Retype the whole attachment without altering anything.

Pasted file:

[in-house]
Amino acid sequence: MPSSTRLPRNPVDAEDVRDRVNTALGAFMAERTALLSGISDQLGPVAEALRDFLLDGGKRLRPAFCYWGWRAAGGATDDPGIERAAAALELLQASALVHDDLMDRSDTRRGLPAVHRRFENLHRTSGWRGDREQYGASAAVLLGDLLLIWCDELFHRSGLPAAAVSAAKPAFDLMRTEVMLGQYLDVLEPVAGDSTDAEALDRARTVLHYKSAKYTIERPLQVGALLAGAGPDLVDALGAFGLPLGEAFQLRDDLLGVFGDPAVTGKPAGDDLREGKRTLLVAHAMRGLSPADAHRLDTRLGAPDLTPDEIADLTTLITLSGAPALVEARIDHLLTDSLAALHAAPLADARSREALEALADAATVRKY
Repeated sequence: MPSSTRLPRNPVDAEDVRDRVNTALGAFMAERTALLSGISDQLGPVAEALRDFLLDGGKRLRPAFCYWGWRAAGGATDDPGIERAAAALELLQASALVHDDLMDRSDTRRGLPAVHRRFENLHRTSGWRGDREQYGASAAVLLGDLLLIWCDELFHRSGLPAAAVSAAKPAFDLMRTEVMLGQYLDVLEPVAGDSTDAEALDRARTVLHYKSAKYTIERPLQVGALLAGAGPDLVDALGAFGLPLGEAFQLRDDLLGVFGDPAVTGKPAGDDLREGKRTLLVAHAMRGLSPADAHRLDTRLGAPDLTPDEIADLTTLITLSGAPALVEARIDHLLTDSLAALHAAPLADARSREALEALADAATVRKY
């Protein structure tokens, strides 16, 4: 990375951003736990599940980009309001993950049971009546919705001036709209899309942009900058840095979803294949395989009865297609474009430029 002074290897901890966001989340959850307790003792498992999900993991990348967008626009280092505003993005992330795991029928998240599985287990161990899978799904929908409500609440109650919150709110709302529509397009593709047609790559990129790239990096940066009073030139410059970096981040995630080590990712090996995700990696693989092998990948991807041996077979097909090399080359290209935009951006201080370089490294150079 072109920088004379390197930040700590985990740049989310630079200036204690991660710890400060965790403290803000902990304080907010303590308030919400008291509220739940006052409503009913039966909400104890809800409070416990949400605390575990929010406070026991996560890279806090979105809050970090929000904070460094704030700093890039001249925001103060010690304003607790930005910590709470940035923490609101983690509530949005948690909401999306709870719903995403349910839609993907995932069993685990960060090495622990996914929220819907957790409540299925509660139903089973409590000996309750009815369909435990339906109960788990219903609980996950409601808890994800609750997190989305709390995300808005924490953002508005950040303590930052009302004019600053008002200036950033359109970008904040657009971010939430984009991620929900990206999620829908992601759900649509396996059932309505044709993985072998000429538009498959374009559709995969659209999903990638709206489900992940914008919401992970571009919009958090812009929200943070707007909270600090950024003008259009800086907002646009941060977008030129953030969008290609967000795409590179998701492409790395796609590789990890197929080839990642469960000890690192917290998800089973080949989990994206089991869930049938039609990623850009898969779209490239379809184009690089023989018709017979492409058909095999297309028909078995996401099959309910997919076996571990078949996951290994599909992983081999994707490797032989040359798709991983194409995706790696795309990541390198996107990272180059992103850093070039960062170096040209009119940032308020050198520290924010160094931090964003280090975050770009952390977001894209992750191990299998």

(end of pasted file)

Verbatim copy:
[in-house]
Amino acid sequence: MPSSTRLPRNPVDAEDVRDRVNTALGAFMAERTALLSGISDQLGPVAEALRDFLLDGGKRLRPAFCYWGWRAAGGATDDPGIERAAAALELLQASALVHDDLMDRSDTRRGLPAVHRRFENLHRTSGWRGDREQYGASAAVLLGDLLLIWCDELFHRSGLPAAAVSAAKPAFDLMRTEVMLGQYLDVLEPVAGDSTDAEALDRARTVLHYKSAKYTIERPLQVGALLAGAGPDLVDALGAFGLPLGEAFQLRDDLLGVFGDPAVTGKPAGDDLREGKRTLLVAHAMRGLSPADAHRLDTRLGAPDLTPDEIADLTTLITLSGAPALVEARIDHLLTDSLAALHAAPLADARSREALEALADAATVRKY
Repeated sequence: MPSSTRLPRNPVDAEDVRDRVNTALGAFMAERTALLSGISDQLGPVAEALRDFLLDGGKRLRPAFCYWGWRAAGGATDDPGIERAAAALELLQASALVHDDLMDRSDTRRGLPAVHRRFENLHRTSGWRGDREQYGASAAVLLGDLLLIWCDELFHRSGLPAAAVSAAKPAFDLMRTEVMLGQYLDVLEPVAGDSTDAEALDRARTVLHYKSAKYTIERPLQVGALLAGAGPDLVDALGAFGLPLGEAFQLRDDLLGVFGDPAVTGKPAGDDLREGKRTLLVAHAMRGLSPADAHRLDTRLGAPDLTPDEIADLTTLITLSGAPALVEARIDHLLTDSLAALHAAPLADARSREALEALADAATVRKY
């Protein structure tokens, strides 16, 4: 990375951003736990599940980009309001993950049971009546919705001036709209899309942009900058840095979803294949395989009865297609474009430029 002074290897901890966001989340959850307790003792498992999900993991990348967008626009280092505003993005992330795991029928998240599985287990161990899978799904929908409500609440109650919150709110709302529509397009593709047609790559990129790239990096940066009073030139410059970096981040995630080590990712090996995700990696693989092998990948991807041996077979097909090399080359290209935009951006201080370089490294150079 072109920088004379390197930040700590985990740049989310630079200036204690991660710890400060965790403290803000902990304080907010303590308030919400008291509220739940006052409503009913039966909400104890809800409070416990949400605390575990929010406070026991996560890279806090979105809050970090929000904070460094704030700093890039001249925001103060010690304003607790930005910590709470940035923490609101983690509530949005948690909401999306709870719903995403349910839609993907995932069993685990960060090495622990996914929220819907957790409540299925509660139903089973409590000996309750009815369909435990339906109960788990219903609980996950409601808890994800609750997190989305709390995300808005924490953002508005950040303590930052009302004019600053008002200036950033359109970008904040657009971010939430984009991620929900990206999620829908992601759900649509396996059932309505044709993985072998000429538009498959374009559709995969659209999903990638709206489900992940914008919401992970571009919009958090812009929200943070707007909270600090950024003008259009800086907002646009941060977008030129953030969008290609967000795409590179998701492409790395796609590789990890197929080839990642469960000890690192917290998800089973080949989990994206089991869930049938039609990623850009898969779209490239379809184009690089023989018709017979492409058909095999297309028909078995996401099959309910997919076996571990078949996951290994599909992983081999994707490797032989040359798709991983194409995706790696795309990541390198996107990272180059992103850093070039960062170096040209009119940032308020050198520290924010160094931090964003280090975050770009952390977001894209992750191990299998």